Watch the latest octopus videos from the Seattle Aquarium on Seattle Aquarium's YouTube channel or watch live streaming video on the octo cam!
Giant Pacific octopuses live up to their names. While they average 90 pounds, they’re known to weigh up to 150, with the largest authenticated weight coming in at 156 pounds. And their arm spans can be up to an incredible 20 feet across—about the height of a two-story building.
What’s the correct plural form of the word “octopus”? Many people believe it’s octopi, and a few think it’s octopodes—but it’s actually plain old octopuses. Want to know why?
It’s commonly thought that the word “octopus” is Latin in origin—which would give it plural form of octopi. But the word actually comes from ancient Greek, with a plural form of octopodes. However, the origin of the word itself doesn’t matter: “octopus” has been in use in English for hundreds of years and, like other foreign words that have entered the English language, it receives the standard inflection.
In a nutshell, octopi sounds kind of cool but isn’t correct; octopodes is technically correct but is used rarely (and only in British English even then); and octopuses reflects the standard plural form of a word in the English language. Octopuses for the win!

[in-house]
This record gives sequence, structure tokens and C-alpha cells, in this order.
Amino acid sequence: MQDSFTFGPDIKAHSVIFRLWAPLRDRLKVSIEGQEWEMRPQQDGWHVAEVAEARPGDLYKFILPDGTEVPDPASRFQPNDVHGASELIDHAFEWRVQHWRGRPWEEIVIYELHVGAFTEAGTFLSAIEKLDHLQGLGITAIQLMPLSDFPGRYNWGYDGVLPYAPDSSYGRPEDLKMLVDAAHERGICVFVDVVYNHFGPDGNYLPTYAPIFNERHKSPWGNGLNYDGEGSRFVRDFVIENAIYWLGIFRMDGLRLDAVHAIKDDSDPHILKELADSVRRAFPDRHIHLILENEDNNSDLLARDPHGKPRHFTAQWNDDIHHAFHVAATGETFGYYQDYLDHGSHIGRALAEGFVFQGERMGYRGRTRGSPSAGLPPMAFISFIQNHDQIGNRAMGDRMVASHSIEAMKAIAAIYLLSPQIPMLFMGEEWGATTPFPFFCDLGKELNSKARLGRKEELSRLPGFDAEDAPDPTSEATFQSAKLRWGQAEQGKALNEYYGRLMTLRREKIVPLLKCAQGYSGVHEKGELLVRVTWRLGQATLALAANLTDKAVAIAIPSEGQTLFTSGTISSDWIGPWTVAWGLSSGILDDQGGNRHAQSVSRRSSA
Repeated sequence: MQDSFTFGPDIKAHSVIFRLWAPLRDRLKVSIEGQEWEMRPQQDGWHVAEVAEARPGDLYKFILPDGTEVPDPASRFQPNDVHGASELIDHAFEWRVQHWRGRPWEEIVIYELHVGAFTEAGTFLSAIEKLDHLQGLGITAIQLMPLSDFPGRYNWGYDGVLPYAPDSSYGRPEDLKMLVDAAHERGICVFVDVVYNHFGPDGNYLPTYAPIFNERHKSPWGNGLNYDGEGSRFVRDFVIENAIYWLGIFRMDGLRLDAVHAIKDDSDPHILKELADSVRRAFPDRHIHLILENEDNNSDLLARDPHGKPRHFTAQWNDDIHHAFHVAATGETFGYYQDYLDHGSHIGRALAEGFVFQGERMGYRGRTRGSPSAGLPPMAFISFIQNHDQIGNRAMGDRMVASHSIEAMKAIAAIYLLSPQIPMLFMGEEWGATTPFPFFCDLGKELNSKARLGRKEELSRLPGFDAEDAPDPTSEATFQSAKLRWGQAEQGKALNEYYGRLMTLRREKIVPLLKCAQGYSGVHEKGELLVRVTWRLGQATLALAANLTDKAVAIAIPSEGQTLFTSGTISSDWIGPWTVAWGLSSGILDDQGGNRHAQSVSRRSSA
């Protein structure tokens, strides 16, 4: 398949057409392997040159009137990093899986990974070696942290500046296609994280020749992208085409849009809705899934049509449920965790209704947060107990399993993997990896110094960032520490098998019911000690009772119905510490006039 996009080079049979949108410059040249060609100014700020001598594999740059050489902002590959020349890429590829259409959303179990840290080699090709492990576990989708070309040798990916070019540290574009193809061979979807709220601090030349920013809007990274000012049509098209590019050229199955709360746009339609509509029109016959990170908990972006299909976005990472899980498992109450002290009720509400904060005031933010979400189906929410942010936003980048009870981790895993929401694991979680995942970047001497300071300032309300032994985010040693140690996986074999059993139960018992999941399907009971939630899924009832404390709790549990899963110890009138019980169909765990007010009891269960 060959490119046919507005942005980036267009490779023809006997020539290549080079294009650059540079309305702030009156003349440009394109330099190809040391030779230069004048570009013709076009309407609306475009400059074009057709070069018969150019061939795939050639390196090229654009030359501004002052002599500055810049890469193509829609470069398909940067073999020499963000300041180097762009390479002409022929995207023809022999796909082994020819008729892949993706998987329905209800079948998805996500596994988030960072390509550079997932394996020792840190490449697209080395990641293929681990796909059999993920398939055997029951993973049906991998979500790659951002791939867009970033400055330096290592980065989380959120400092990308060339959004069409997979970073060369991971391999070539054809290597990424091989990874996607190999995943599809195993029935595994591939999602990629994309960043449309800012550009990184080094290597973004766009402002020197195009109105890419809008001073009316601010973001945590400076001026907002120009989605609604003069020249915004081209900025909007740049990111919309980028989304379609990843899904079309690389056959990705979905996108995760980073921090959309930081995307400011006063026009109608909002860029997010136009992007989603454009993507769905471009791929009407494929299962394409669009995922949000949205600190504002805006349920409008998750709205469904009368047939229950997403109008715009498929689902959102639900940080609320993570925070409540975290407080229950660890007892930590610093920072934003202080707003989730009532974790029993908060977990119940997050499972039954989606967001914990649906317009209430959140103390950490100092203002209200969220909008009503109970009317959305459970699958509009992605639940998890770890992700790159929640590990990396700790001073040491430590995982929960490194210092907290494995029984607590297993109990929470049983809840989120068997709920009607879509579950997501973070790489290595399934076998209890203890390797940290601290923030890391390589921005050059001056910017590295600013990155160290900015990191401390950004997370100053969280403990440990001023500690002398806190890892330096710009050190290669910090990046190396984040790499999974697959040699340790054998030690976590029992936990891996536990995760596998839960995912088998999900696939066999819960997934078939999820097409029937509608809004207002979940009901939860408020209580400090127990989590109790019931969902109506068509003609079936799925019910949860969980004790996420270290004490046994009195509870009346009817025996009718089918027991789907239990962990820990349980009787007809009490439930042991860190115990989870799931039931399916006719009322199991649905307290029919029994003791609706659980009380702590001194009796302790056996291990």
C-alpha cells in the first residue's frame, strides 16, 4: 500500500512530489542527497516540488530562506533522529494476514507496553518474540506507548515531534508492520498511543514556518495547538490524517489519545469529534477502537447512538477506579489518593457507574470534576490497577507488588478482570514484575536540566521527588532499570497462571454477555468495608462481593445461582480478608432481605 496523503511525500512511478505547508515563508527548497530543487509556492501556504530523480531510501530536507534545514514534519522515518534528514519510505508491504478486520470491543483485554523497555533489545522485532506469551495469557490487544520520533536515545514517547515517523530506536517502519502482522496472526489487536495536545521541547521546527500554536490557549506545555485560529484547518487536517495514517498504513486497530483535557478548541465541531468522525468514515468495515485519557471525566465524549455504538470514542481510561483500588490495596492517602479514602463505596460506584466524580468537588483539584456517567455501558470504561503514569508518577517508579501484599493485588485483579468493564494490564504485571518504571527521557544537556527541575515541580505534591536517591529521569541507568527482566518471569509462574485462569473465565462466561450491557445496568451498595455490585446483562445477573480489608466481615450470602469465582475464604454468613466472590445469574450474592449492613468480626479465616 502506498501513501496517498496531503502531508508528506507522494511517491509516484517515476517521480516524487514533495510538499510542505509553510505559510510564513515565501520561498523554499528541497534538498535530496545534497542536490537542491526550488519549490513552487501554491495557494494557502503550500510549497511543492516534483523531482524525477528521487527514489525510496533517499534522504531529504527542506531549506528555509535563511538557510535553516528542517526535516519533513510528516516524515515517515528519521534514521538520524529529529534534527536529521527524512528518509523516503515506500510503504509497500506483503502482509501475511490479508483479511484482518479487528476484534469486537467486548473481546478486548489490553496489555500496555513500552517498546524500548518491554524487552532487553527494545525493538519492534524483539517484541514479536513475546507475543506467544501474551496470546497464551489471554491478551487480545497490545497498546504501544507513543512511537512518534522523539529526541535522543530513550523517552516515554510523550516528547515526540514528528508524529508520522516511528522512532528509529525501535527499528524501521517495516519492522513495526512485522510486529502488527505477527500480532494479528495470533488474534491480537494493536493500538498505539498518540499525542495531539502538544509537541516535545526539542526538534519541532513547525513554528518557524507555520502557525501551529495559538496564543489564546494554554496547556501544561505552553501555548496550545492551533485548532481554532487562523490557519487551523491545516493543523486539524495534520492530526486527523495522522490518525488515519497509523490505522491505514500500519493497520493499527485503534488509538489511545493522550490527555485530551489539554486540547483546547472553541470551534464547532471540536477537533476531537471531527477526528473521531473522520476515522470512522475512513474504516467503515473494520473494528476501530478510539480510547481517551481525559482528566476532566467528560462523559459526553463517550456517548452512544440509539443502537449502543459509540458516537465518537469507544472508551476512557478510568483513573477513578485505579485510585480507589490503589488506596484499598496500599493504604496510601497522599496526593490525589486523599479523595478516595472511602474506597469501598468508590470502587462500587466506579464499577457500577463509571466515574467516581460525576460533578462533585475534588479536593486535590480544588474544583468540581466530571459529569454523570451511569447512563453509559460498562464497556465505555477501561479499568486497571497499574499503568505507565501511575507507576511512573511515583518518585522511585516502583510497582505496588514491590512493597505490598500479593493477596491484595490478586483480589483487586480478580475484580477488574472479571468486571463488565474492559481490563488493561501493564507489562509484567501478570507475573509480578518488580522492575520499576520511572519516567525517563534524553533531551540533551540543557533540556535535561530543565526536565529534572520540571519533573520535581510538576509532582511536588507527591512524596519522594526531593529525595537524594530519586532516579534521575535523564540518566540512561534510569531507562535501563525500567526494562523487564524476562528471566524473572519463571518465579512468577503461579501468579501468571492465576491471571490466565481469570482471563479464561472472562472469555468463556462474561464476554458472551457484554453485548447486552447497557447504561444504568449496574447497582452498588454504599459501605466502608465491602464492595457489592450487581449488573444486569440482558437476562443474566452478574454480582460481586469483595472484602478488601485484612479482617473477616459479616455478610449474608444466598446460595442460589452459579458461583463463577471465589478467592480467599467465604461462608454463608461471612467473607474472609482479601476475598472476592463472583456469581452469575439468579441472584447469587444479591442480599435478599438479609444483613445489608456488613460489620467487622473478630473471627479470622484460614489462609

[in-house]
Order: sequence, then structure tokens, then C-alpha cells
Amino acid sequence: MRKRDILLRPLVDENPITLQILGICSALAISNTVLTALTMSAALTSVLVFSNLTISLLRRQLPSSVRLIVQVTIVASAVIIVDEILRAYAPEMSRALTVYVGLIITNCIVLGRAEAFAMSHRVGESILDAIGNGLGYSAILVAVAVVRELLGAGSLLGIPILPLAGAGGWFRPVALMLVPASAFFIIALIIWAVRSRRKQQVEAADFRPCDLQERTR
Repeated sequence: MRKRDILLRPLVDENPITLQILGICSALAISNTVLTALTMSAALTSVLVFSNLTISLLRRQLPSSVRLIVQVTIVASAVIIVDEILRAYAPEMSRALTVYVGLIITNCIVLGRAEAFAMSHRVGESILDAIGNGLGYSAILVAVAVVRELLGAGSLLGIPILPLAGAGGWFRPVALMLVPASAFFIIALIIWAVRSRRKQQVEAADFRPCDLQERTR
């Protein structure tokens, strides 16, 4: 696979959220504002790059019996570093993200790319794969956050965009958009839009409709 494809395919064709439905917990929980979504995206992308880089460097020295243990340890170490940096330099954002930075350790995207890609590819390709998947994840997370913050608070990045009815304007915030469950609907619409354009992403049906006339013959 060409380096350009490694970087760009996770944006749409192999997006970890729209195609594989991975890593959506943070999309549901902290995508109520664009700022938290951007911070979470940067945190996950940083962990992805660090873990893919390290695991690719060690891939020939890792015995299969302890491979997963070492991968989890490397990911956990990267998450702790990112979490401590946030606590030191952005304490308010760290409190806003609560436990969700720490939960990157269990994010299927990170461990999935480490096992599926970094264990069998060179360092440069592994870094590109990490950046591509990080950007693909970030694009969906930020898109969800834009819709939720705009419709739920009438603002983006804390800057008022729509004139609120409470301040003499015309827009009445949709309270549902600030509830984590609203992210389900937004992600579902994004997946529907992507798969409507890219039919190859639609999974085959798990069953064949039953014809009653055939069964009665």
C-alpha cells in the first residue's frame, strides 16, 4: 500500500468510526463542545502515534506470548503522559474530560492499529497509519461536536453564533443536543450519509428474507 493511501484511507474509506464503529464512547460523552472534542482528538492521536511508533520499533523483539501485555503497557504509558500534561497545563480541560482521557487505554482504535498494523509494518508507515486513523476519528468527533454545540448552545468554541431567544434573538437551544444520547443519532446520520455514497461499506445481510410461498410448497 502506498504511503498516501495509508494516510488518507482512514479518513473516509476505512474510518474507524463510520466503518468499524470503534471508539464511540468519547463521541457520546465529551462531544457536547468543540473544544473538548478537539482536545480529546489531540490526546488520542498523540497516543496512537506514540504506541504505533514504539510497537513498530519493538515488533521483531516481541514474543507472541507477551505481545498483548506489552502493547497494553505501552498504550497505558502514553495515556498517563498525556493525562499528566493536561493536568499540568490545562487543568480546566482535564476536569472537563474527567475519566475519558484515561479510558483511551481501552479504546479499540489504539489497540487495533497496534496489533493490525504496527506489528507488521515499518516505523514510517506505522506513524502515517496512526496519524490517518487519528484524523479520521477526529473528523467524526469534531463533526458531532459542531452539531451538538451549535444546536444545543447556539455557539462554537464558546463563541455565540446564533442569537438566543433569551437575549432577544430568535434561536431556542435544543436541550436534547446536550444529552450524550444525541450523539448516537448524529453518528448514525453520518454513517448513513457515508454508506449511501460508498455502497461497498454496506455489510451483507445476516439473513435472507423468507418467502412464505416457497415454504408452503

Get a close look at one of the most elusive and fascinating sea creatures found in Puget Sound: the giant Pacific octopus at the Life of a Drifter exhibit. This exhibit is designed in two sections connected by a large transparent tube– watch as the octopus moves from one section to the other, giving you a chance to observe its many busy tentacles, and perhaps even gaze into one of its ancient-looking eyes.
We are also actively involved in conservation of and research related to giant Pacific octopuses, including an annual octopus census in Puget Sound. LEARN MORE>
Join us to learn about one of the coolest creatures in Puget Sound, the giant Pacific octopus. Each day will feature hands-on activities for kids, octopus feedings and talks. More information and event dates coming soon!
Giant Pacific octopuses are the largest species of octopus in the world. While they’re found along the U.S. coastline from California to Alaska, the Sound’s shallower waters allow them to be seen more easily by divers. Giant Pacific octopuses are one of the main diving attractions in the Sound. Preserving their populations at popular dive sites helps ensure that people can continue to closely observe and appreciate them for years to come. The aim of this workshop is to explore empathy as one effective tool to inspire conservation action in our classrooms and institutions. Empathy toward animals is a learned mental and emotional process cultivated throughout a person’s life.LEARN MORE>